RD25 - Review of Reimbursement on Noncontracting Ancillary Services Providers

  • Published: 2003
  • Author: Joint Commission on Health Care
  • Enabling Authority: Letter Request (2002)

Executive Summary:

[Page 46 of the full report was modified - April, 2005]

Senate Joint Resolution 125 would have established a 14-member joint subcommittee to examine issues related to reimbursement of non-contracting ancillary services providers. The Senate Committee on Rules forwarded SJR 125 to the Joint Commission on Health Care (JCHC) for study.

SJR 125 cited "situations whereby a consumer receives services, primarily surgery, within a participating hospital from a participating physician and assumes that all services in this setting will be provided by participating providers. Frequently, although health carriers notify consumers that coverage may be limited in situations requiring specialty care or hospital services, consumers are surprised and chagrined to receive unexpectedly large bills from non-contracting ancillary services providers."

These types of situations most often occur when the consumer has a managed care insurance plan. In 2002, 93% of employer-sponsored health insurance coverage was provided through a managed care plan. Managed care plans typically seek to control the cost of coverage by establishing provider networks, negotiating provider reimbursement, and preauthorizing some procedures.

Health care providers are not always satisfied with the terms of the contracts offered, and sometimes decline to contract with some health insurance plans. Hospitals and other medical facilities often contract separately with health care providers, particularly providers of such ancillary services as anesthesiology, radiology, and pathology.

The Virginia Department of Health's Center for Quality Health Care Services and Consumer Protection reported that 2 of 63 complaints received from January - June 2002 addressed the issue of reimbursement of non-contracting providers.

The State Corporation Commission's Office of the Managed Care Ombudsman indicated that less than 1% of all insurance-related complaints typically address this issue. The Bureau of Insurance surveyed other states regarding the issue of balance billing by non-contracting providers. Of the 32 states that responded to the Bureau of Insurance survey:

• 29 states had received complaints
* 13 states did not provide estimate of the percentage of complaints that balance billing represented
* 9 states estimated < 1% of total
* 1 state estimated > 1% of total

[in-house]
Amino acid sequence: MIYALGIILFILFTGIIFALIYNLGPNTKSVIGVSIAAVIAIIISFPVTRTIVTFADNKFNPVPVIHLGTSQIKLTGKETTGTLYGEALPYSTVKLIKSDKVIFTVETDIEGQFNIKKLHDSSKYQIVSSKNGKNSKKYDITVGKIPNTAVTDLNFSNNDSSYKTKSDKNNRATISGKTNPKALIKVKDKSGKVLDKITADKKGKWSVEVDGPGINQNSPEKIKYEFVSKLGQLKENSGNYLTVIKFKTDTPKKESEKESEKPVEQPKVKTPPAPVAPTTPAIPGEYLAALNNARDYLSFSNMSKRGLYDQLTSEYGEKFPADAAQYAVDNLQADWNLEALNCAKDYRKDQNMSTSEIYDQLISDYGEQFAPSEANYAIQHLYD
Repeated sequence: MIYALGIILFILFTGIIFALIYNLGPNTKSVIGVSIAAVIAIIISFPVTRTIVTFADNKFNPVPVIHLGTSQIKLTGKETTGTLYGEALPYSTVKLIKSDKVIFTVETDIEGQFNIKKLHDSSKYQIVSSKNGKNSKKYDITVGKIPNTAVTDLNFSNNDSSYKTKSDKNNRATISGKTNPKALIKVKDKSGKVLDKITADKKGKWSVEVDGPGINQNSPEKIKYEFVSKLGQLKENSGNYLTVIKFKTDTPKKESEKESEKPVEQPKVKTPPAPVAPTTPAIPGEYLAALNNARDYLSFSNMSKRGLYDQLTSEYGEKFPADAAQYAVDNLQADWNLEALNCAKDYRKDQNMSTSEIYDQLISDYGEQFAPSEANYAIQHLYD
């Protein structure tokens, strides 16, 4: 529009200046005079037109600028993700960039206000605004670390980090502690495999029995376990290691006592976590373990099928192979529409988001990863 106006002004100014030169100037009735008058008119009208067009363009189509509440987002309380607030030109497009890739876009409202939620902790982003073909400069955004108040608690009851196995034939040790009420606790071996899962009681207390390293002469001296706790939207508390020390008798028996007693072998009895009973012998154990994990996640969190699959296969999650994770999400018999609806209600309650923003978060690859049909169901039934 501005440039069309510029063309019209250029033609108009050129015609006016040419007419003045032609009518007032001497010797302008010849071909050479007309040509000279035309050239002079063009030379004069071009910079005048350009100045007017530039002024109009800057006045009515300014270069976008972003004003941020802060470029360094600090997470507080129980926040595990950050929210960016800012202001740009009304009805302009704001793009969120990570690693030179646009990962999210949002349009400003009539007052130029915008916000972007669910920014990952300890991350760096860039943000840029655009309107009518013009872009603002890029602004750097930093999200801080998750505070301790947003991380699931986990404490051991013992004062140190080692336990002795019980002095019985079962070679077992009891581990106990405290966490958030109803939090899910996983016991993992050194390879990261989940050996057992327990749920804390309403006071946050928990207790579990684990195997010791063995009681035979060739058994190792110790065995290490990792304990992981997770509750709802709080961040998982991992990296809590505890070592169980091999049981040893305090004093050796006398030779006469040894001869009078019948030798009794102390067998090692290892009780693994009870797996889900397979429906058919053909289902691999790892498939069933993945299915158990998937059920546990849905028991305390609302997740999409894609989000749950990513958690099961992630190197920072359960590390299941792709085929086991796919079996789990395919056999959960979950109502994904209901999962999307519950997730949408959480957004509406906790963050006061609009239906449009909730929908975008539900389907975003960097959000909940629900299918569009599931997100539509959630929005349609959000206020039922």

* 6 states estimated between 4% and 10-15%.

• 7 states have statutes or regulations to address reimbursement of non-contracting providers.

• All 7 states protect the consumer from having to pay non-contracting providers more than what they would have to pay a contracting provider (usually a co-pay)
* Colorado, Florida, Maine and North Carolina do not specify payment amount but it appears to be billed charges
* Maryland specifies that trauma physicians be paid 140% and other physicians be paid 125% of Medicare rate
* Utah requires the same reimbursement as contracting providers under a non-capitated arrangement
* West Virginia requires "normal charges" be reimbursed; how "normal charges" are determined is a source of controversy.

Some approaches such as providing better consumer notification would fail to ensure that an enrollee would never have to pay directly for the services of a non-contracting provider; to reach that goal would require significant marketplace interventions.

A group of interested parties was convened by the Virginia Association of Health Plans. The following statement was sent to JCHC staff regarding the consensus reached by the group:

"In discussions this summer...there was consensus that this issue does not lend itself well to a legislative solution. The groups agreed to continue to work cooperatively and with respective members to better facilitate communication with patients/enrollees."

A number of policy options were offered by JCHC regarding reimbursement of non-contracting ancillary providers for public comment. The policy options are shown on pages 25 and 26. A summary of the public comments received is included in Appendix B.

Action Taken by JCHC

JCHC voted to accept Option 1, to take no action.